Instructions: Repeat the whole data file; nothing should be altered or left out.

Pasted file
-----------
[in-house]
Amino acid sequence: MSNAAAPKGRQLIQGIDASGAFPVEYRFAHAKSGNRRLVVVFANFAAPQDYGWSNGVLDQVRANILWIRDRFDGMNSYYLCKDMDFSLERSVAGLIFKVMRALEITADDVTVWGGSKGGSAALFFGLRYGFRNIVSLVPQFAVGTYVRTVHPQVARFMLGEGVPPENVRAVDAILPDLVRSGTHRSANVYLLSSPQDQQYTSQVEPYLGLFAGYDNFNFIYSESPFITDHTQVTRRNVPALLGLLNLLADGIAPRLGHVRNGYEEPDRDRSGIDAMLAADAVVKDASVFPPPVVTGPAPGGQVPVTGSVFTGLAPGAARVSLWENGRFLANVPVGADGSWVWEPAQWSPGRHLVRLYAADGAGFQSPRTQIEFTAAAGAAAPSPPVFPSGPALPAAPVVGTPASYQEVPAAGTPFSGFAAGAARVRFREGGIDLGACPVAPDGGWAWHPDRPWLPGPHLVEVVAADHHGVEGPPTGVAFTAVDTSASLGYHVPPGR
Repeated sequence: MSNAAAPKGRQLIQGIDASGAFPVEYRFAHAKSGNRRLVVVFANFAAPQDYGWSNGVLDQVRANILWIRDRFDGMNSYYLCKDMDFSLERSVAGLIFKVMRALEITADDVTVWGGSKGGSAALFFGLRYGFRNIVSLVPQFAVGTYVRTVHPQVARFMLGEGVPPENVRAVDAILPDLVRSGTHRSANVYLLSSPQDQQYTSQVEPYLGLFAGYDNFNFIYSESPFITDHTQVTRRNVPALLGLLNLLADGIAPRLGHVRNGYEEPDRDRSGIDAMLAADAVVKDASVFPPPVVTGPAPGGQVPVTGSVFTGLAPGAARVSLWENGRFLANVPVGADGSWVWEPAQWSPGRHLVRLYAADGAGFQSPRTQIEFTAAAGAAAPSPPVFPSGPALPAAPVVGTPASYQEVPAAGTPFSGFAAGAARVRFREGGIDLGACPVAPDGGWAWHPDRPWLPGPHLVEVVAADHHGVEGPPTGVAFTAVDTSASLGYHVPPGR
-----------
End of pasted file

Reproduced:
[in-house]
Amino acid sequence: MSNAAAPKGRQLIQGIDASGAFPVEYRFAHAKSGNRRLVVVFANFAAPQDYGWSNGVLDQVRANILWIRDRFDGMNSYYLCKDMDFSLERSVAGLIFKVMRALEITADDVTVWGGSKGGSAALFFGLRYGFRNIVSLVPQFAVGTYVRTVHPQVARFMLGEGVPPENVRAVDAILPDLVRSGTHRSANVYLLSSPQDQQYTSQVEPYLGLFAGYDNFNFIYSESPFITDHTQVTRRNVPALLGLLNLLADGIAPRLGHVRNGYEEPDRDRSGIDAMLAADAVVKDASVFPPPVVTGPAPGGQVPVTGSVFTGLAPGAARVSLWENGRFLANVPVGADGSWVWEPAQWSPGRHLVRLYAADGAGFQSPRTQIEFTAAAGAAAPSPPVFPSGPALPAAPVVGTPASYQEVPAAGTPFSGFAAGAARVRFREGGIDLGACPVAPDGGWAWHPDRPWLPGPHLVEVVAADHHGVEGPPTGVAFTAVDTSASLGYHVPPGR
Repeated sequence: MSNAAAPKGRQLIQGIDASGAFPVEYRFAHAKSGNRRLVVVFANFAAPQDYGWSNGVLDQVRANILWIRDRFDGMNSYYLCKDMDFSLERSVAGLIFKVMRALEITADDVTVWGGSKGGSAALFFGLRYGFRNIVSLVPQFAVGTYVRTVHPQVARFMLGEGVPPENVRAVDAILPDLVRSGTHRSANVYLLSSPQDQQYTSQVEPYLGLFAGYDNFNFIYSESPFITDHTQVTRRNVPALLGLLNLLADGIAPRLGHVRNGYEEPDRDRSGIDAMLAADAVVKDASVFPPPVVTGPAPGGQVPVTGSVFTGLAPGAARVSLWENGRFLANVPVGADGSWVWEPAQWSPGRHLVRLYAADGAGFQSPRTQIEFTAAAGAAAPSPPVFPSGPALPAAPVVGTPASYQEVPAAGTPFSGFAAGAARVRFREGGIDLGACPVAPDGGWAWHPDRPWLPGPHLVEVVAADHHGVEGPPTGVAFTAVDTSASLGYHVPPGR